Whenever you split anything electrical, it loses a bit of power. Split coil pickups aren’t as strong, hot, or loud as humbuckers. They’re much closer to single coil pickups in this regard.
Quality-made humbuckers placed on a good bass won’t ever need to be replaced with split coil pickups, in my humble opinion. You can achieve relatively similar effects by fine-tuning the magnets with the instrument’s control knobs, without sacrificing volume.
One of the more popular bass pickup configurations is one with a split coil pickup in the neck position and a single coil in the bridge position. This gives you the best of both worlds.
The photo above shows this configuration. It is also the bass guitar pickup configuration used on our choice for the best value bass guitar: the Fender American Performer Precision Bass (review here). One of the best budget bass guitars uses it too: the Ibanez GSRM20 (review here).
Even though pickup categorization could be as simple as “active versus passive“, I believe active pickups (especially EMGs) deserve a group of their own.
Unlike all pickup types I’ve covered so far, active bass pickups have built-in boosters that enable you to significantly increase the volume and grit of your tone.
I couldn’t fathom the difference between humbuckers and active bass pickups before I bought my first Warwick Corvette RockBass. That changed instantly. With the touch of a button, I got a massive bump in strength and gain.
The main draw of active pickups is that you won’t have to worry about playing on budget amps, which is especially true for small tours and gigs outside of your comfort zone.
Even if you’re handed a beaten-up 20w cube, just plug in a bass with active pickups, and you’ll be able to hold your own, even against the loudest and most inconsiderate drummers.
There is one major pitfall you need to know about. Active bass pickups can run out of fumes. They’re powered by batteries, and you shouldn’t be surprised if your bass sounds incomparably worse even if the batteries are still at 50% strength.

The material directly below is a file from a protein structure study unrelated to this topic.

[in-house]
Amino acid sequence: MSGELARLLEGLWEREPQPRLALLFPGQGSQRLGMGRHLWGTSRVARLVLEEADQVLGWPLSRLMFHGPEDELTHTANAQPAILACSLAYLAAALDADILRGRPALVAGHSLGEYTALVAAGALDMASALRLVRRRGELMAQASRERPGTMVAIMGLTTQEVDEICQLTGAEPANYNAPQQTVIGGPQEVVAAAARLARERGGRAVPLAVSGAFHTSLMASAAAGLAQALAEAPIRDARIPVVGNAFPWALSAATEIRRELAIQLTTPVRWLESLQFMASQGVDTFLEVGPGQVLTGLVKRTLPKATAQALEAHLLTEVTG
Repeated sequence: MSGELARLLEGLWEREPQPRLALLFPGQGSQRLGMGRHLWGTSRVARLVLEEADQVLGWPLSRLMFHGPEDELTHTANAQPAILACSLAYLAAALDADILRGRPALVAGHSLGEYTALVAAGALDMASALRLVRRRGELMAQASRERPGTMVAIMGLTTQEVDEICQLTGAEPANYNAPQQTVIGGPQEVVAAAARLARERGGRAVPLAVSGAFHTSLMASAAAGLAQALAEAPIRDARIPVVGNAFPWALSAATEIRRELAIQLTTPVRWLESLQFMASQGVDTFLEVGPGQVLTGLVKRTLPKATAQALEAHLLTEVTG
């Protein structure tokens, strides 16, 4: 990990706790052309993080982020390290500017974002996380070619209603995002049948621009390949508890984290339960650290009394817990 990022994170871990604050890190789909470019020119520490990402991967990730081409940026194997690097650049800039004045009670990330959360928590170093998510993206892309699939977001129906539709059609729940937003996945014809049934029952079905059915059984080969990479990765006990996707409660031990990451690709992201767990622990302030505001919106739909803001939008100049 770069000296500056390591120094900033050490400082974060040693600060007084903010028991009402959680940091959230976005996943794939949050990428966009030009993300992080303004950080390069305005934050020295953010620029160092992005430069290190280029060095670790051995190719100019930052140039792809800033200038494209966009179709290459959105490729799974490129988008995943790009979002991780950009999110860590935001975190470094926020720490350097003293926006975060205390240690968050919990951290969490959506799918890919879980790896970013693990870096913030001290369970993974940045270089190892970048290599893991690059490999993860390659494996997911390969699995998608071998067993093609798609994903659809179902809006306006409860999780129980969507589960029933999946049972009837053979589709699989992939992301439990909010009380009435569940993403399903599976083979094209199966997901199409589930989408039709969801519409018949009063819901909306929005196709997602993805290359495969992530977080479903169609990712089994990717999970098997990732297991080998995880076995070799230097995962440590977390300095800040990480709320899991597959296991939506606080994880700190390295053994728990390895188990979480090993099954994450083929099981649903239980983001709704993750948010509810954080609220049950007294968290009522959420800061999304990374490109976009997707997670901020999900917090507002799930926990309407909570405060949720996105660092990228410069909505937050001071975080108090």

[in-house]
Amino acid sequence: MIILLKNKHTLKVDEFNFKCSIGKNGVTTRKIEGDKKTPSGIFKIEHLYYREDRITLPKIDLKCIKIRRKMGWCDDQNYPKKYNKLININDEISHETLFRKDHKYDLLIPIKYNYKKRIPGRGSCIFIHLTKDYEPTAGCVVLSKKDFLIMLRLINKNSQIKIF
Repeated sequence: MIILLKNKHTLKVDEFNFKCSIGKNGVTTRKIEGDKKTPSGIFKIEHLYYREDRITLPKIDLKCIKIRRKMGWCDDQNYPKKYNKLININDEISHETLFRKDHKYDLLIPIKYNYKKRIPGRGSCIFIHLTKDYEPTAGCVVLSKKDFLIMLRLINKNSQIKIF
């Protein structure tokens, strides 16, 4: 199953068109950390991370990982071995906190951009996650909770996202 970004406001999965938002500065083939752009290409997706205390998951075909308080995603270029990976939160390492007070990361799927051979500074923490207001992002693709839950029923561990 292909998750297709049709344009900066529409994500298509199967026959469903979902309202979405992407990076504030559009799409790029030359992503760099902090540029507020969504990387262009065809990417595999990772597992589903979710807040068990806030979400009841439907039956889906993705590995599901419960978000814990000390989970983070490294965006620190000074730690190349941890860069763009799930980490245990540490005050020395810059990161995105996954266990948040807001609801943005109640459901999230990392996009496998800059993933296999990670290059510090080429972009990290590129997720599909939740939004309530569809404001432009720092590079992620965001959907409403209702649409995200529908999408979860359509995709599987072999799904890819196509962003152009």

To ensure I avoid that surprises when I play, I usually have at least a couple of spare batteries and an appropriate battery adaptor. Even though this means spending a bit of extra money on maintenance, it’s worth it in the end.
Take a look at the Yamaha TRBX 504 (review here) for our favorite example of a bass with active pickups. This bass guitar is one of the absolute best values on the market. It is also one of the most versatile basses, thanks to its dual active humbuckers and the active/passive switch.
Of course, there are better instruments, but the only more expensive one that comes close in terms of value is the Sterling StingRay Ray34 (review here). It also features dual active humbuckers, but it is a pro-level instrument. The price reflects that, of course.
It has now been around 3 or 4 years since I first heard about optical pickups hitting the market. First, it was Light4Sound with their ōPik pickups, and then I discovered that Willcox Guitars had worked on similar technology.
These cutting-edge pickups work much differently from every other pickup type that has been invented so far. They use light instead of magnetic fields.
With triggers that work on light sensing, optical pickups are virtually noiseless. Unlike humbuckers, they completely block off ambient noise, rather than just filter most of it.
Another major advantage of optical pickups is that they offer much better sustain. Since the method by which this is achieved is strikingly different from what most bassists are accustomed to, it wouldn’t surprise me if some people don’t like the sound and feel of it. But it has a lot of potential.
After digging into the most recent news about the development of optical bass pickups, I’ve realized that they’re still a work in progress for the most part. It might take years to refine their performance. And a couple more years before the world picks up on the trend.
Types Of Bass Guitar Pickups
As mentioned, all bass pickup types have their own distinct advantages and disadvantages. Which type of bass guitar pickup is best for you will depend on the characteristics you need for your style of music and playing, and which weaknesses you can live with the easiest.
It is always a delicate balancing act. And for many bassists, the answer as to which bass guitar pickup type is best changes from one song to the next. That is why many professional bassists have multiple guitars, and often also different types of pickups, in varying bass pickup configurations, on the same instrument.